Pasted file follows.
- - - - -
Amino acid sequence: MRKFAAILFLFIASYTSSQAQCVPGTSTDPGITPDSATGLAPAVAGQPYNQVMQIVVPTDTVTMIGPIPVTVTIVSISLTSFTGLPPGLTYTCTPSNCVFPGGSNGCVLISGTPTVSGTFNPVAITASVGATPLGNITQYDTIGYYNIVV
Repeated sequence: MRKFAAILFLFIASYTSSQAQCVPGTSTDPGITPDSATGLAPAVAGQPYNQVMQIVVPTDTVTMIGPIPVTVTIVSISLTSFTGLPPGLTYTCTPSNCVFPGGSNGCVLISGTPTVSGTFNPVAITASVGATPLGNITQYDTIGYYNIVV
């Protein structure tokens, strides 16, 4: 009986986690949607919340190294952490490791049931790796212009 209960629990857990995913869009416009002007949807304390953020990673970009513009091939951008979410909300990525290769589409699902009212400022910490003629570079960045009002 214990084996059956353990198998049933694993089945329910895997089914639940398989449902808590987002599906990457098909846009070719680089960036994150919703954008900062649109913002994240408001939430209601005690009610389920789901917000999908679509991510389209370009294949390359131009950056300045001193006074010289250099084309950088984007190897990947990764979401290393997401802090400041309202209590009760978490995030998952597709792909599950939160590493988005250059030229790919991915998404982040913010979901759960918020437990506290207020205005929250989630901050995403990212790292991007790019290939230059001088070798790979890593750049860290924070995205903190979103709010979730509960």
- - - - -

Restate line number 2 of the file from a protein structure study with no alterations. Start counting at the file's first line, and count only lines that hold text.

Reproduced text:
Repeated sequence: MRKFAAILFLFIASYTSSQAQCVPGTSTDPGITPDSATGLAPAVAGQPYNQVMQIVVPTDTVTMIGPIPVTVTIVSISLTSFTGLPPGLTYTCTPSNCVFPGGSNGCVLISGTPTVSGTFNPVAITASVGATPLGNITQYDTIGYYNIVV